Monday, February 29, 2016

The Meaning Behind Check Engine Lights

Whenever I think of the check engine light on my car, I think of the green light featured in F.Scott Fitzgerald's The Great Gatsby; the check engine light is basically this ominous metaphor with significant meaning that people keep telling me I can't ignore but I'm just not sure what that meaning is. I know I'm not the only one out there who feels the same way. That is why I have done my research.

First off, the check engine light is telling you to do one thing: check the engine. For what, you ask? Check the engine for any signs of distress or anything unusual such as a wet engine, a blown gasket head, worn out spark plugs or even faulty oxygen sensors. However, it could mean that there is a serious problem with your engine. That is why it is best to acknowledge this indicator and bring your vehicle to the auto shop as soon as possible. The light does not mean that you immediately have to pull your car over, but you should take care of the problem during your next available free time.

The check engine light is part of you car's onboard diagnostics system (OBD), which monitors your vehicle's performance. When the OBD finds a problem in the electronic control system that it cannot correct, the computer in your car turns on the check engine light to alert you. If the light is flashing, that means there is more urgency to the problem and you should take steps to immediately get the problem solved.

When you take your car to a technician, they will connect your vehicle's computer system to a diagnostic scan tool to find the problem. This provides the technician with troubleshooting codes which indicate why the check engine light went off in the first place. With the codes, the technician can analyze the following data: the idle speed, throttle response, engine temperature, fuel system pressure, exhaust emission level and others. Once the problem is fixed, the technician will reset the OBD and tell you how to best fix the issue.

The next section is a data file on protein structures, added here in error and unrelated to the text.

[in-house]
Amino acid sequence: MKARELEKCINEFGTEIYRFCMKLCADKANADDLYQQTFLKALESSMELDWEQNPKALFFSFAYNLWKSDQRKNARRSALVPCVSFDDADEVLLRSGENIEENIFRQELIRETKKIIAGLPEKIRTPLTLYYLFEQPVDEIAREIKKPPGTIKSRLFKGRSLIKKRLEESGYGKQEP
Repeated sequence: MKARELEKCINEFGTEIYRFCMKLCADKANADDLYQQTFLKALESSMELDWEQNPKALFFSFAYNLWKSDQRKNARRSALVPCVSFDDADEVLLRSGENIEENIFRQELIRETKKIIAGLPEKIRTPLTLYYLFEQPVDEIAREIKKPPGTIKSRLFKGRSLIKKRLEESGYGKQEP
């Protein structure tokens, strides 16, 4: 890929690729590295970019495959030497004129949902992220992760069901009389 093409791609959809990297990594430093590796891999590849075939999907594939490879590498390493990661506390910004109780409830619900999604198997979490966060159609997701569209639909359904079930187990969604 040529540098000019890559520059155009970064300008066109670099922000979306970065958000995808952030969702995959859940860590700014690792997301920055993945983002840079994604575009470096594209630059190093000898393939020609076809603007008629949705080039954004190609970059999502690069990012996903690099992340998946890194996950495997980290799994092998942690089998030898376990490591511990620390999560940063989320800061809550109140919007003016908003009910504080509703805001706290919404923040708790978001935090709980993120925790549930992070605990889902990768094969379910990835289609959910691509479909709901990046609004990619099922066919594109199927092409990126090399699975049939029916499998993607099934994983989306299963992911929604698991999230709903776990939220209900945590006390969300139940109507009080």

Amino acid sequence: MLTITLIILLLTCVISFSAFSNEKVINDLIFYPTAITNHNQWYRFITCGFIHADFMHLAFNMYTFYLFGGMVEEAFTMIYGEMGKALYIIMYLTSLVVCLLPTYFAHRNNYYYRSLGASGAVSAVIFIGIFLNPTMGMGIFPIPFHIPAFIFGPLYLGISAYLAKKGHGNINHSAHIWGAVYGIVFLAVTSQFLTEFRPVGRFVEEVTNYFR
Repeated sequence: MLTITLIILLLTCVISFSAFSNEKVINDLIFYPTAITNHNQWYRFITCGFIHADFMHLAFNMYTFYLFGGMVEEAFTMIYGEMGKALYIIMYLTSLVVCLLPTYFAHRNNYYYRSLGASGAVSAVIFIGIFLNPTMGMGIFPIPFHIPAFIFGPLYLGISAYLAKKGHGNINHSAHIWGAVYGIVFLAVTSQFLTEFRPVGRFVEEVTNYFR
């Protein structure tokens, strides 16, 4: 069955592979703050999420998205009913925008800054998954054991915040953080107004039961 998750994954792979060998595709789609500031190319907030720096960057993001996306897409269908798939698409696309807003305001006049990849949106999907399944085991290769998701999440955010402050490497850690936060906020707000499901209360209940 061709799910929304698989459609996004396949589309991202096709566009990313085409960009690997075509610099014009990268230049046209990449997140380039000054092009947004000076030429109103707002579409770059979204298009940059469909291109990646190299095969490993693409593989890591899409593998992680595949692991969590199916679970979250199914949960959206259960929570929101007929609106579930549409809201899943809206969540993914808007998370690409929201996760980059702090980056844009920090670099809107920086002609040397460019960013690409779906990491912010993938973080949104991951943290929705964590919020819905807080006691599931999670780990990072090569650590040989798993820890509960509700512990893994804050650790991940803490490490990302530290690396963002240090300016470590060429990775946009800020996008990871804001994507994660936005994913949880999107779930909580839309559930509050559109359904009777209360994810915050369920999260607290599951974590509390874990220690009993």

The best way to avoid the ominous check engine light is to keep your vehicle up to date. Regularly change the oil and other fluids as well as conduct any other maintenance services as they begin to emerge. The worst thing to do is to let multiple maintenance services build up onto one another until the car can't function. The trick to avoiding the check engine light is to keep your car as healthy as you keep yourself.

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Friday, February 26, 2016

Tuesday, February 23, 2016

#Team24 | NAPA NASCAR Commercial

For many NASCAR fans, 24 isn’t just a number. Catch Chase Elliott driving the new NAPA No. 24 this year in the NASCAR Sprint Cup Series.

Saturday, February 20, 2016

Wednesday, February 17, 2016

Checking Power Steering Fluid

Check Your Power Steering Fluid

Though power steering is not absolutely necessary we'd rather have it than not. Anyone who drives often will surely agree. If your power steering should fail, it could prove to be a dangerous situation. One of the causes for a failure could be a leak of the power steering fluid. If your car was manufactured and designed to operate with power steering, it would be difficult to operate and steer without it. If it fails, you might experience a loss of control in your steering, which can cause an accident.

Balancing out your power steering fluid levels are one of the easiest do it yourself jobs and only takes a couple of minutes. Don't be afraid to get your hands a little dirty.

Checking The Fluid Level

It is recommended that you only check your power steering fluid level when the car engine is cold. Depending on your car, there may be markings that allow you to check the level when the engine is either hot or cold. Check to see if you have this option, otherwise it is advisable to simply add the fluid while the engine is cold.

The tank holding steering fluid is usually under the hood on the passenger's side of the vehicle. I can possible be found on the drivers side as well. In smaller vehicles it will usually be located on the side that containing the belts. To help you locate the tank, you will find it labeled or marked "steering" at the top.

Vehicles that are more recent have an opaque tank that allows you to observe the level of power steering fluid without opening it. You may need to wipe it off a bit to clearly see the markings and check the level.